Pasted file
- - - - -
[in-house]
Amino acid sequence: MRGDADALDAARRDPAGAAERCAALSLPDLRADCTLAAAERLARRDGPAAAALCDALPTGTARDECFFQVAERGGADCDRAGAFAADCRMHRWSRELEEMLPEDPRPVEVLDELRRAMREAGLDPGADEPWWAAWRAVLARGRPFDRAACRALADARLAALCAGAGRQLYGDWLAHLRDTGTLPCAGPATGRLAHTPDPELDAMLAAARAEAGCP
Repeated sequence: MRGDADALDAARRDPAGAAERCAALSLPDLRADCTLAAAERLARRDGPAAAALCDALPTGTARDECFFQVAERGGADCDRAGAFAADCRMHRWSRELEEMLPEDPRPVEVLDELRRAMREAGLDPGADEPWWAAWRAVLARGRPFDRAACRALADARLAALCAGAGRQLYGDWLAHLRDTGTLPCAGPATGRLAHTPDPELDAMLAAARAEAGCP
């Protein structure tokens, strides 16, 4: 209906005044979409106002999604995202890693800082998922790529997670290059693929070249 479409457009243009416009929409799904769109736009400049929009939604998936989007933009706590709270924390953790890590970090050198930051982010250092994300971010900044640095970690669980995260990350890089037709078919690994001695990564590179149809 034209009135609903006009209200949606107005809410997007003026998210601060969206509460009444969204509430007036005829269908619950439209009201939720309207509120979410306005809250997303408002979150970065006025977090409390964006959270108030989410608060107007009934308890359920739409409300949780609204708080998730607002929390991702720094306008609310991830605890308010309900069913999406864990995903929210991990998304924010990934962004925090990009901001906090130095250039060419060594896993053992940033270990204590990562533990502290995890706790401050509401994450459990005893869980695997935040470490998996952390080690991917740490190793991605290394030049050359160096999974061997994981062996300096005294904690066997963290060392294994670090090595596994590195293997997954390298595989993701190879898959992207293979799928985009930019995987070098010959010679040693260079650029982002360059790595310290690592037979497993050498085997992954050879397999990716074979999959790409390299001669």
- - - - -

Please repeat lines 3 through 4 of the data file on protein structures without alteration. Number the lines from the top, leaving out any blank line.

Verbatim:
Repeated sequence: MRGDADALDAARRDPAGAAERCAALSLPDLRADCTLAAAERLARRDGPAAAALCDALPTGTARDECFFQVAERGGADCDRAGAFAADCRMHRWSRELEEMLPEDPRPVEVLDELRRAMREAGLDPGADEPWWAAWRAVLARGRPFDRAACRALADARLAALCAGAGRQLYGDWLAHLRDTGTLPCAGPATGRLAHTPDPELDAMLAAARAEAGCP
């Protein structure tokens, strides 16, 4: 209906005044979409106002999604995202890693800082998922790529997670290059693929070249 479409457009243009416009929409799904769109736009400049929009939604998936989007933009706590709270924390953790890590970090050198930051982010250092994300971010900044640095970690669980995260990350890089037709078919690994001695990564590179149809 034209009135609903006009209200949606107005809410997007003026998210601060969206509460009444969204509430007036005829269908619950439209009201939720309207509120979410306005809250997303408002979150970065006025977090409390964006959270108030989410608060107007009934308890359920739409409300949780609204708080998730607002929390991702720094306008609310991830605890308010309900069913999406864990995903929210991990998304924010990934962004925090990009901001906090130095250039060419060594896993053992940033270990204590990562533990502290995890706790401050509401994450459990005893869980695997935040470490998996952390080690991917740490190793991605290394030049050359160096999974061997994981062996300096005294904690066997963290060392294994670090090595596994590195293997997954390298595989993701190879898959992207293979799928985009930019995987070098010959010679040693260079650029982002360059790595310290690592037979497993050498085997992954050879397999990716074979999959790409390299001669």